In 1 Corinthians 14:13-17 (NIV), Paul is initially addressing the gift of tongues, but in V15 he suddenly introduces the concepts of "praying with one's spirit" and, in particular, "singing with one's spirit":

13 For this reason the one who speaks in a tongue should pray that they may interpret what they say. 14 For if I pray in a tongue, my spirit prays, but my mind is unfruitful. 15 So what shall I do? I will pray with my spirit, but I will also pray with my understanding; I will sing with my spirit, but I will also sing with my understanding. 16 Otherwise when you are praising God in the Spirit, how can someone else, who is now put in the position of an inquirer, say “Amen” to your thanksgiving, since they do not know what you are saying? 17 You are giving thanks well enough, but no one else is edified.

What does it mean to "sing with one's spirit"? Is it the same gift of tongues but retargeted to melodic ends? Is it a different spiritual gift? Is it something else?

  • @NigelJ - I think that such an analysis is more suitable for an answer to the question than the question itself.
    – user38524
    Commented Jan 5, 2021 at 16:17
  • I would say that any Christian will know what it is to pray in the Spirit (since that is how one comes to Christ, personally). So, I would have thought that it is common experience to know what 'singing in the spirit' feels like. If 'experimental' is the same as 'opinion' than this question is a matter of 'opinion' (or, experience).
    – Nigel J
    Commented Jan 5, 2021 at 16:20
  • 2
    @NigelJ - it depends on what you understand by 'praying in the spirit'. If praying in the spirit is the same as praying in tongues (i.e. gift of tongues), then it cannot be true that everyone has experienced this, since not everyone has the gift.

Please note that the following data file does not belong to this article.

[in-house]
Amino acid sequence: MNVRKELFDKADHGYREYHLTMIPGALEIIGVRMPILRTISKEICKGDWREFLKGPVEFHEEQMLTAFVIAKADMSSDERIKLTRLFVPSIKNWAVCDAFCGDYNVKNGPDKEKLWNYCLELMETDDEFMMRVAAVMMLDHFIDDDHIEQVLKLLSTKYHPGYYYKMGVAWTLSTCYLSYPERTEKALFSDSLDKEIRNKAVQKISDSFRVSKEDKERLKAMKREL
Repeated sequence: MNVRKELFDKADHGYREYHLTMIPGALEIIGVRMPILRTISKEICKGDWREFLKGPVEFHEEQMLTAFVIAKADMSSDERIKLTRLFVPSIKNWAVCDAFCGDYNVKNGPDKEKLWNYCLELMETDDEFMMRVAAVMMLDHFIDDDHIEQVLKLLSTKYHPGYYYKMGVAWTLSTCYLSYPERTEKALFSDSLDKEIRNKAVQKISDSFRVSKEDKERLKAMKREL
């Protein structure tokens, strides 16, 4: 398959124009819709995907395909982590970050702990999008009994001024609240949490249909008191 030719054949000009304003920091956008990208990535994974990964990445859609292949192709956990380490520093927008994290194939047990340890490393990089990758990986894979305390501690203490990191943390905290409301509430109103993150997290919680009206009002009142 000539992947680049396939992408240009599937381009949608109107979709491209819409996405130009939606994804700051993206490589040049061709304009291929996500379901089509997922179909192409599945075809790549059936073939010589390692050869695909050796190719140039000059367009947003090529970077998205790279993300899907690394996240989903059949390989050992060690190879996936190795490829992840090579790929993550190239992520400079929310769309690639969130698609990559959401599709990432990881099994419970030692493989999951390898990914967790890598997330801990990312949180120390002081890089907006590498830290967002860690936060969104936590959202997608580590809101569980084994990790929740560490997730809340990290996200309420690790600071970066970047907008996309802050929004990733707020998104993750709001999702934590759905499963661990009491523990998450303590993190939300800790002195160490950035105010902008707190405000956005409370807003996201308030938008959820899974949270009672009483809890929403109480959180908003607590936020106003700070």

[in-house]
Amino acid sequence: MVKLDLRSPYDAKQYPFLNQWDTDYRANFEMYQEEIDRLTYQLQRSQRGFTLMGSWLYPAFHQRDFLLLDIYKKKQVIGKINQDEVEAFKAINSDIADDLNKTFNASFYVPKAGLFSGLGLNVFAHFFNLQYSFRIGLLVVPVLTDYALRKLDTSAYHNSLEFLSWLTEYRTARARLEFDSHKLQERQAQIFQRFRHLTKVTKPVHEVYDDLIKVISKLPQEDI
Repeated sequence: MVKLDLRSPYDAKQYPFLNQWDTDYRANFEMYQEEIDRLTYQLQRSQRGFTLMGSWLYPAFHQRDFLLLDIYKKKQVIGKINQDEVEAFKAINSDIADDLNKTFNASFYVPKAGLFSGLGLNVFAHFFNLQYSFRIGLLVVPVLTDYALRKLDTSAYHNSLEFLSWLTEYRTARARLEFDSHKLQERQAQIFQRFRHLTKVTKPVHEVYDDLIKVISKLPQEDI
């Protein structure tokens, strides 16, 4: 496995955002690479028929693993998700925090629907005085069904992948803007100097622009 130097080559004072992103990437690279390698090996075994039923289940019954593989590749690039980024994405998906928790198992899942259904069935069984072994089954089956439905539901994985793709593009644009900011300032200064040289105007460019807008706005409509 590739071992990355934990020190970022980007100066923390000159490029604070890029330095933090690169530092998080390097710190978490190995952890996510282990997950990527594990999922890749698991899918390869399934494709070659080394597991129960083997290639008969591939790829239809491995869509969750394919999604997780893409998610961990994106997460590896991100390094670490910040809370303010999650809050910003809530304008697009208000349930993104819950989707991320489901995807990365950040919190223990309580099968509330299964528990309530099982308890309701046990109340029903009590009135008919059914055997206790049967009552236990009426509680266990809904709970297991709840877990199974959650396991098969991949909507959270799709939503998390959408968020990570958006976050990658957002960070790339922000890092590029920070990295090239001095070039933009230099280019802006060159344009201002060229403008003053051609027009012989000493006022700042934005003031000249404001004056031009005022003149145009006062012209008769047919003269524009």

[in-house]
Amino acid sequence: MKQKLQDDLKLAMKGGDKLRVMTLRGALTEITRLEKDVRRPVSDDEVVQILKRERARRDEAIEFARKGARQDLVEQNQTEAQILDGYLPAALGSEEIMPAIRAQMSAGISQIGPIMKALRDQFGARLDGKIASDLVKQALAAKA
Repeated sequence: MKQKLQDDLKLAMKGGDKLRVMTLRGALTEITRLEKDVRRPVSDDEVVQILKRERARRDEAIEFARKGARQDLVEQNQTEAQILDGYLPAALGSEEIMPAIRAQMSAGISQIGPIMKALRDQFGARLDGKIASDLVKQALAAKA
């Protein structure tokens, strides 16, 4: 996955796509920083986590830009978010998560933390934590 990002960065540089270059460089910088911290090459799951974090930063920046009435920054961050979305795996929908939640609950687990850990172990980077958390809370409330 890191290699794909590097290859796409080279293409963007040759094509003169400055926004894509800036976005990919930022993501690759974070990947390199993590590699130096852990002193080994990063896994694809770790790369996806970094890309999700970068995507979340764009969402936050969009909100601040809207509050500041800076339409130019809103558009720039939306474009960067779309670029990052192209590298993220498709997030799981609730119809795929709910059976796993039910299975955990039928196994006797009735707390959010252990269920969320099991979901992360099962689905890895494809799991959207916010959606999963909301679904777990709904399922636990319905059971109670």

– user38524
    Commented Jan 5, 2021 at 16:48
  • You have succintly stated the reason that many find this whole subject schismatic and hierarchical. –
    – Nigel J
    Commented Jan 5, 2021 at 16:59

1 Answer 1


Looking at v. 14 it seems that "if I pray in a tongue, my spirit prays" is parallel to "I will pray with my spirit." So, praying in a tongue/in tongues is the same as praying with my spirit. The mind or understanding is not involved.

v. 15 then has a contrast between "praying with my spirit" and "praying with my understanding."

Based on these parallels and contrasts, it seems to me that "sing with my spirit" would be the same as "sing in a tongue". So, the similarity between these two would be that "my spirit" is doing this without being controlled or understood by "my mind". The difference is between speaking and singing. I would then go with your first suggestion: "Is it the same gift of tongues but retargeted to melodic ends?"

  • Not all activity of the spirit, be it speaking or singing, is unintelligible. Prophecy is not in tongues, discernment of tongues is not in tongues but they are still of the spirit. The point Paul is making with respect to singing in the spirit is the source, what he is not saying is, that singing is in tongues, it could be, but it doesn’t have to be. Singing doesn’t even have to be with words, it could be deep groans, sighs, shouts, elated melodies, humming and so on. Commented Jan 8, 2021 at 18:22
  • There are 3 different types of tongues. To explain this would take longer than a comment. I have only experienced two of these types, but have heard about the third one. Commented Jan 9, 2021 at 17:01
  • no need to explain just label/name them Commented Jan 9, 2021 at 17:24
  • 2
    I am not aware of any names. One type is a message in a language not understood by the speaker, but by the hearer (Acts 2). Another type is not understood by spekaer or hearer, but directed to God, meant to be used in private. A third type is a message from God, not understood by speaker and not directly by anybody, but it is interpreted through another gift so that it is equivalent to a prophecy. Commented Jan 10, 2021 at 17:14

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